Churches advocate at UN on climate impact, indigenous rights and Colombia

By agency reporter
11 Nov 2009

Church representatives from around the world will gather in New York City from 15-20 November 2009 to press three issues within the agenda of the United Nations: peoples being displaced by climate change, indigenous people's rights and Colombia's protracted internal conflict.

The United Nations Advocacy Week (UNAW) is organised annually by the United Nations Liaison Office of the World Council of Churches (WCC) in New York. It brings together over 80 people from more than 40 countries working on advocacy issues in churches, national councils of churches, specialised agencies, regional ecumenical organisations and regional advocacy networks.

"As churches, we are pushing for an ambitious, fair and binding deal on climate change at the COP15 December meeting in Copenhagen, with a component that addresses climate displaced peoples. We want to bring this message forcefully into the UN system during the advocacy week," says Dr Guillermo Kerber, WCC programme executive for Climate Change.

Within the theme of climate change displacement, two regions will be highlighted: the Pacific and Africa. "Pacific islands like Tuvalu and Kiribati will probably disappear in the coming decades because of rising sea levels. So churches in the region are already addressing the issue of resettlement," says Kerber.

"In the Horn of Africa and the Great Lakes region, population displacement is a growing problem as changing weather conditions affect farming communities," he adds.

Sessions on indigenous peoples will focus on the United Nations Declaration on the Rights of Indigenous Peoples and how churches can engage with indigenous people's struggles, recognizing the churches' historic involvement in colonisation and violence against indigenous peoples.

And the voices of Colombian people will enrich sessions on the conflict in this country and the churches' response to it. In Colombia, a long-running conflict has seen tens of thousands of civilians killed and more than two million Colombians driven from their homes.

"The UNAW is a call to ecumenical advocacy in the global arena," says the Rev Christopher Ferguson, WCC representative to the United Nations in New York. "The Advocacy Week is a crucial moment for the churches to come together to speak to these burning issues. The UN in New York is the new ‘public square’ in a world in crisis. The voice of the church, standing with those whose life and being is threatened, must be heard."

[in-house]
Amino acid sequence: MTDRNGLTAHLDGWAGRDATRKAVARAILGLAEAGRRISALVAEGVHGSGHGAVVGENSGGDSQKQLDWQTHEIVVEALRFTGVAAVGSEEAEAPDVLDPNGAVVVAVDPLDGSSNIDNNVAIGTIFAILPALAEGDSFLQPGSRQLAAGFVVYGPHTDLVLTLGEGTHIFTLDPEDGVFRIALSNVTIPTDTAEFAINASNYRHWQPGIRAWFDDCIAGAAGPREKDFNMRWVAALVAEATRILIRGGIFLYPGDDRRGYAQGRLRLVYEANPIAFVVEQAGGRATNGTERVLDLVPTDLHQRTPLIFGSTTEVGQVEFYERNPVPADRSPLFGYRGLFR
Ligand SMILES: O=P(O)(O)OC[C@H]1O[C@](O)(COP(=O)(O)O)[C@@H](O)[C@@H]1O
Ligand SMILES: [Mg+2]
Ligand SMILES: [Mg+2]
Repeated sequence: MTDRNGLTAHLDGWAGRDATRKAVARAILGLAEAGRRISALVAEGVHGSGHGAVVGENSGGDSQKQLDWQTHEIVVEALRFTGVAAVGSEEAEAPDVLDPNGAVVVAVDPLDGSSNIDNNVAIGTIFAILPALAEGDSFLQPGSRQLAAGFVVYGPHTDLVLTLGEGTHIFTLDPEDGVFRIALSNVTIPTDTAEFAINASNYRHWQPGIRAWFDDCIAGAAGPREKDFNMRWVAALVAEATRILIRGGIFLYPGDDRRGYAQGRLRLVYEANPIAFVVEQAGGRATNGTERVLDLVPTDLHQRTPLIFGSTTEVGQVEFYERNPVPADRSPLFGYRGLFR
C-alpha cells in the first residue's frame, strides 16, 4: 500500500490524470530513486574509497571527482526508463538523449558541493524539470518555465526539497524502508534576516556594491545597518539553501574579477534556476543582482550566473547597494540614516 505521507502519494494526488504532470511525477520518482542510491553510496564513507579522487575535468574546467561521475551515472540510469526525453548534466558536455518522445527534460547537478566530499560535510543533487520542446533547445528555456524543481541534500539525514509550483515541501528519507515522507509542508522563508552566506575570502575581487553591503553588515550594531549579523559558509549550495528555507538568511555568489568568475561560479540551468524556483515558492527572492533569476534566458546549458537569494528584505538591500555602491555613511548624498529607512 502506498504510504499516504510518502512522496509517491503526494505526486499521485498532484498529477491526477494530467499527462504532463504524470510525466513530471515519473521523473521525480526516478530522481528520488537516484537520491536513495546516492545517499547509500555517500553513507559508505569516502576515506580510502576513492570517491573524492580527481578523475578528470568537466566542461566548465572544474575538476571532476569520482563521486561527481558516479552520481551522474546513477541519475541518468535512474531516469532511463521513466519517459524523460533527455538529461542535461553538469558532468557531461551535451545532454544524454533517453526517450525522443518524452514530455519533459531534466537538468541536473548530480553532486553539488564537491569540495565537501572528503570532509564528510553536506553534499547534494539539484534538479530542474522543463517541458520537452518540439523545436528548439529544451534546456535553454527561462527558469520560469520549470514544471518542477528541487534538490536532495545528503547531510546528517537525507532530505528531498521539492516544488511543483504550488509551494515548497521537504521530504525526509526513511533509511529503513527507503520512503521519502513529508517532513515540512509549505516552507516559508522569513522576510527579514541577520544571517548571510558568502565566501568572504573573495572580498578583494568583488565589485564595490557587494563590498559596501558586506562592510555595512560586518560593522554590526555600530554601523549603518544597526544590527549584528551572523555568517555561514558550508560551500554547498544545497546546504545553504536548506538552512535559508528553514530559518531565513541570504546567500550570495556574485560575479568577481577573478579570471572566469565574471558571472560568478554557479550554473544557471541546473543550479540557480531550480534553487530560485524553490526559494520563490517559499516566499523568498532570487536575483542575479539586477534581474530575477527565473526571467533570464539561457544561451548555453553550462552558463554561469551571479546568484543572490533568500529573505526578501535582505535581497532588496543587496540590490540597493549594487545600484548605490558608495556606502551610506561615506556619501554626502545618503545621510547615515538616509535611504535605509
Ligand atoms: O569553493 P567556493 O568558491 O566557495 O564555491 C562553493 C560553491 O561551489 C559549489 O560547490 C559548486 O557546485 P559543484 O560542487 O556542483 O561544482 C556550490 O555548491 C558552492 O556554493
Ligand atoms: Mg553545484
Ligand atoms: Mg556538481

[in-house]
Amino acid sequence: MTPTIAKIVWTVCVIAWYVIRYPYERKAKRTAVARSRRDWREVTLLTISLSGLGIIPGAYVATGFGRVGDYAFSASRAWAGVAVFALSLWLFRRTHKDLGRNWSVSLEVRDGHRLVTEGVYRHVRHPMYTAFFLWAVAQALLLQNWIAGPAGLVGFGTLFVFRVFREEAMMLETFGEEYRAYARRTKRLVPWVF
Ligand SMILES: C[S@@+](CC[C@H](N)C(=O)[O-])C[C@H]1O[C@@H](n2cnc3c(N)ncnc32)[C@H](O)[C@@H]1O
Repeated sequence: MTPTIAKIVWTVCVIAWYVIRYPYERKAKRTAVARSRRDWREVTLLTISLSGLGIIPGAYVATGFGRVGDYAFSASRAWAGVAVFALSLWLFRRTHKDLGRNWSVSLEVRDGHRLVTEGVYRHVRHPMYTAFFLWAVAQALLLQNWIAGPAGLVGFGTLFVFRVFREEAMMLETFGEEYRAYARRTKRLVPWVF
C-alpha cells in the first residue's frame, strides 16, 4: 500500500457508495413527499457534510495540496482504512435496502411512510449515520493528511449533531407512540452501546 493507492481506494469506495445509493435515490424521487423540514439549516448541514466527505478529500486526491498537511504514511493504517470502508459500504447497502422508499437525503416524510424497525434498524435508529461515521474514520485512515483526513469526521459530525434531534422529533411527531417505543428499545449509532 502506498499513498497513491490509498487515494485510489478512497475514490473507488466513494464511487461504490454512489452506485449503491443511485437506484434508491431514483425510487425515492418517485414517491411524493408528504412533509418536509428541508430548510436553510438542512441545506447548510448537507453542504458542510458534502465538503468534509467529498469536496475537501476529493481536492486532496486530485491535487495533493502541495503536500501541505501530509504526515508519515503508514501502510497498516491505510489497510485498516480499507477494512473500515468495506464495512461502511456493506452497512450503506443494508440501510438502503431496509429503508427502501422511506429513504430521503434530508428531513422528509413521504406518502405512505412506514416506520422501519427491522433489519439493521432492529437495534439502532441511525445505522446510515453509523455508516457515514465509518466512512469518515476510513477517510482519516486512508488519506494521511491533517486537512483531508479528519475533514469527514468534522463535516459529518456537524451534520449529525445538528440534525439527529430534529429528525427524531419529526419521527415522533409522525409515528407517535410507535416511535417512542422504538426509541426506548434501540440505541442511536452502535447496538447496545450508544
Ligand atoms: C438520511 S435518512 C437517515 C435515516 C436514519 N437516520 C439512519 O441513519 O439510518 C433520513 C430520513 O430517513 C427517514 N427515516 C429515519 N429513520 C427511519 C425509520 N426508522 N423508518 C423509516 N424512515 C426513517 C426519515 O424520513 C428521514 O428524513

This year the UNAW is being run in partnership with the Global Platform for Theological Reflection, a meeting of members of churches, specialised ministries, ecumenical organisations and theological institutions which takes place 20-22 November 2009 in New York.

The Global Platform's meeting will be held immediately after the UNAW, with the theme "Praying, speaking out and acting together – Theological reflection on advocacy".

The 20 Global Platform participants will attend the UNAW, helping to ensure that the advocacy efforts of the churches are based on sound theological foundations. And the practical experiences of these participants at the UNAW will inform discussions at the Global Platform.

"These two events together will attempt to articulate a new rationale for churches' active engagement in the public sphere, particularly in the context of massive abuse and destruction of life in the world today," comments the Rev Dr Deenbandhu Manchala, programme executive for Just and Inclusive Communities and convener of the Global Platform.

"What is heard and learned during the week will help to discern what needs to be said to the churches and the ecumenical community about the vocation of speaking truth to power and of being in the vanguard of justice and life," notes Manchala.

Launched in 2007, the Global Platform is a space for stakeholders of the WCC to address issues of critical importance to the life and work of the ecumenical community.

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